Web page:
Espalier Support Group

This is the new support system for the espalier apple trees.  Remember the first time you met the espalier apple trees?  A lot has happened since that time.  First off, we noticed that one of the apple trees, Malus ‘Spartan’, did not fully come back this year from the hard winter we experienced.  Although one side of the tree grew leaves, the other side had died.  We then made the painful decision to take the tree out and replace it with a new one.  However, when we went back to the nursery to buy a replacement, the nursery said the tree was guaranteed for a year and we received a free replacement.  How cool!!  So meet our new tree, Malus ‘Gravenstein’.

Gravenstein is a variety of apple native to Gråsten in South Jutland, Denmark.  The variety was discovered in 1669 as a chance seedling, although there is some evidence that the variety originated in Italy and traveled north.  The Gravenstein was introduced to western North America in the early 19th century, perhaps by Russian fur traders, who are said to have planted a tree at Fort Ross in 1811.  The Gravenstein apple has a sweet, tart flavor.  It is picked in July and August and is heavily used as a cooking apple, especially for apple sauce and apple cider.  It does not keep well, so it is available only in season.  In addition, their short stems and variable ripening times make harvesting and selling difficult.  The skin is a delicately waxy yellow-green with crimson spots and reddish lines, but the apple may also occur in a classically red variation.  Our older tree, Malus ‘Liberty’, is proud to meet its younger cousin.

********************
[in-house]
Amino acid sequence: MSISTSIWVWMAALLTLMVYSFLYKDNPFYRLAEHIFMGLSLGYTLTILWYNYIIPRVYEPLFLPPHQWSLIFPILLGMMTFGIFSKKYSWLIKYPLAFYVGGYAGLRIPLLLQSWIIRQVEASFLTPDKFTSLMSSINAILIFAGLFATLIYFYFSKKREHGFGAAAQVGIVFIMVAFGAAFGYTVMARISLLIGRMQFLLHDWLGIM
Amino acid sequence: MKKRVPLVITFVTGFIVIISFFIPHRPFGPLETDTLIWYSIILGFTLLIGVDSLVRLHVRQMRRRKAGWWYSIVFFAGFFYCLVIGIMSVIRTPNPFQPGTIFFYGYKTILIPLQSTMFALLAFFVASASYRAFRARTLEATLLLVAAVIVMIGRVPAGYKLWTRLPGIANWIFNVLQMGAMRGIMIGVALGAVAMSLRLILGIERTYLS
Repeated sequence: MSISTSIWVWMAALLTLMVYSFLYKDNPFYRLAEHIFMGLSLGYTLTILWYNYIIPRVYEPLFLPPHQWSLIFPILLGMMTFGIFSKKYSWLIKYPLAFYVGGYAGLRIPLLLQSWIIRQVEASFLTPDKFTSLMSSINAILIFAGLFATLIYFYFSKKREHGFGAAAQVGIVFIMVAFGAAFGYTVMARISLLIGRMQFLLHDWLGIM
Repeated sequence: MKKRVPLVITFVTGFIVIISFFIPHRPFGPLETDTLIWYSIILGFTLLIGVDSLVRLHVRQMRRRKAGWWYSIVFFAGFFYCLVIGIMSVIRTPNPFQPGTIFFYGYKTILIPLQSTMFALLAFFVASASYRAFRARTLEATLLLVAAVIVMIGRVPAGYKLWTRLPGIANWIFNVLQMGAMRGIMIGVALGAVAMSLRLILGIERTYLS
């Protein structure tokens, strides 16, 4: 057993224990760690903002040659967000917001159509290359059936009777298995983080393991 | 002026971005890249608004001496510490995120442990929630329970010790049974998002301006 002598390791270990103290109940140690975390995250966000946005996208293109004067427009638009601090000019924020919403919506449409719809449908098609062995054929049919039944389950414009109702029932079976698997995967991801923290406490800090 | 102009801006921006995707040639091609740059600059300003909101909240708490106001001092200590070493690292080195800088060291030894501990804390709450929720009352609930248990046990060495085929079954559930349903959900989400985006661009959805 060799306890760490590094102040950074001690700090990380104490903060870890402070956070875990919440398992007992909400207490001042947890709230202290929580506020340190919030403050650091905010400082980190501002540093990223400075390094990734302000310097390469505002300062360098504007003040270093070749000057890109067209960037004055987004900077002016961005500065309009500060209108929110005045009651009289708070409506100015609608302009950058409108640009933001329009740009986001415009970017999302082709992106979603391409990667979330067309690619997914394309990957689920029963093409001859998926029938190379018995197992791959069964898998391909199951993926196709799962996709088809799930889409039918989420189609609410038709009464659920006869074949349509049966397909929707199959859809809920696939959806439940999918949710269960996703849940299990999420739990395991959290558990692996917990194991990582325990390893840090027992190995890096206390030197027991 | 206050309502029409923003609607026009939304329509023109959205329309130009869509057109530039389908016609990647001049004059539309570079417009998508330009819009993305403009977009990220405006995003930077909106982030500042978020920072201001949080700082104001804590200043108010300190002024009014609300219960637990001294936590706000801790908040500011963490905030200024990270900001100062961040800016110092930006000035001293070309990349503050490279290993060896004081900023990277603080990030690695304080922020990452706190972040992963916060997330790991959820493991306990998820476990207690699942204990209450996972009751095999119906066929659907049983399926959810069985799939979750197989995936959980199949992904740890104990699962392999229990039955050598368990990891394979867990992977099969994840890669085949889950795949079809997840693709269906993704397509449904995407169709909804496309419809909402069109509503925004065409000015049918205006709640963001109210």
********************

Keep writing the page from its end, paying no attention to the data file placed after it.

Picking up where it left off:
The other change in the espalier apple tree grove is that we began to realize that Malus ‘Liberty’ had branches that were beginning to bend.  If you look at the picture above, you will see the bottom limb is bent or crooked.  In order to fix this, we worked with a landscaper to embed two granite posts on either side of the trees.  Although not completed yet, we will be running wire from one post to the other in three separate rows and tie each of the limbs to the wires for support.  During the summer, we will tighten the ties that will move the limbs closer and closer to the wire and therefore making each limb straighter and straighter.  The granite posts also give the area quite an architectural look and feel.

So a lot has been happening in the espalier apple tree grove….if you can call two trees a grove.  We noticed that Malus ‘Liberty’ needed a little leaf trim so that will need to be done.  After that, we will wait it out and hopefully get a few apples from the trees later in the Fall.  Let’s keep our fingers crossed.  Do you have any fruit trees in your garden and how do you care for them? 

5 thoughts on “Espalier Support Group

  1. An apple grove! I’m a bit jealous so I’ll torture you with the only espaliering story I know: Last year Katherine and I went to Scotland and outside one distillery I pointed to a tree growing up the side of the building.
    Me: Look at that tree. I can’t believe it does that.
    Katherine: Yeah, they do that it’s some French term, espaliering. I read it in Bridget Jones.
    Me: No, I think it just grows like that.
    Katherine: No, it’s called espaliering
    …… redundancies deleted….
    Katherine to tour guide: Hey do you grow the trees like that? Bemused Tour guide: Yes, it’s called espaliering.

    • Hi Rufus’. Thanks for the story. It’s a good one. You must be like me and every once in a while say something wrong to humor those less intelligent than us. : ) Hopefully, I’ll get an apple or two this year. You never know. Next time you won’t have to travel to Scotland to look at an espalier…you can just drive to Connecticut instead. Come back and visit soon.

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